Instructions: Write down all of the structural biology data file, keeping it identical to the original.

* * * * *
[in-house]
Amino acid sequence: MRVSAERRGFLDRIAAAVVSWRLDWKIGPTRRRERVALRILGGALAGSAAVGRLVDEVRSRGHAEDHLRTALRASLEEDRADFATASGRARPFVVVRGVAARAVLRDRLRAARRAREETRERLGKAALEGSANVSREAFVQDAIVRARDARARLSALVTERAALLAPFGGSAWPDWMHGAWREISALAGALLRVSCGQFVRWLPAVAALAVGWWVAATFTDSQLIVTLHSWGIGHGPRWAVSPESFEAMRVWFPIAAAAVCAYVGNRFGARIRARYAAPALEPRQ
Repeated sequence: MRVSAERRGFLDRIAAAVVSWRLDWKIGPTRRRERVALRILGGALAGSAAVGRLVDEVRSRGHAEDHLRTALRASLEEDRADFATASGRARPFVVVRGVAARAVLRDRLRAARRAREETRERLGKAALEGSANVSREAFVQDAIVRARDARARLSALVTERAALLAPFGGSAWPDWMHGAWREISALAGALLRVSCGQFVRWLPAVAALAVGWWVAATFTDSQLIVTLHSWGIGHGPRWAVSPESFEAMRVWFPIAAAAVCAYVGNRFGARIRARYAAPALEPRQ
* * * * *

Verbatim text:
[in-house]
Amino acid sequence: MRVSAERRGFLDRIAAAVVSWRLDWKIGPTRRRERVALRILGGALAGSAAVGRLVDEVRSRGHAEDHLRTALRASLEEDRADFATASGRARPFVVVRGVAARAVLRDRLRAARRAREETRERLGKAALEGSANVSREAFVQDAIVRARDARARLSALVTERAALLAPFGGSAWPDWMHGAWREISALAGALLRVSCGQFVRWLPAVAALAVGWWVAATFTDSQLIVTLHSWGIGHGPRWAVSPESFEAMRVWFPIAAAAVCAYVGNRFGARIRARYAAPALEPRQ
Repeated sequence: MRVSAERRGFLDRIAAAVVSWRLDWKIGPTRRRERVALRILGGALAGSAAVGRLVDEVRSRGHAEDHLRTALRASLEEDRADFATASGRARPFVVVRGVAARAVLRDRLRAARRAREETRERLGKAALEGSANVSREAFVQDAIVRARDARARLSALVTERAALLAPFGGSAWPDWMHGAWREISALAGALLRVSCGQFVRWLPAVAALAVGWWVAATFTDSQLIVTLHSWGIGHGPRWAVSPESFEAMRVWFPIAAAAVCAYVGNRFGARIRARYAAPALEPRQ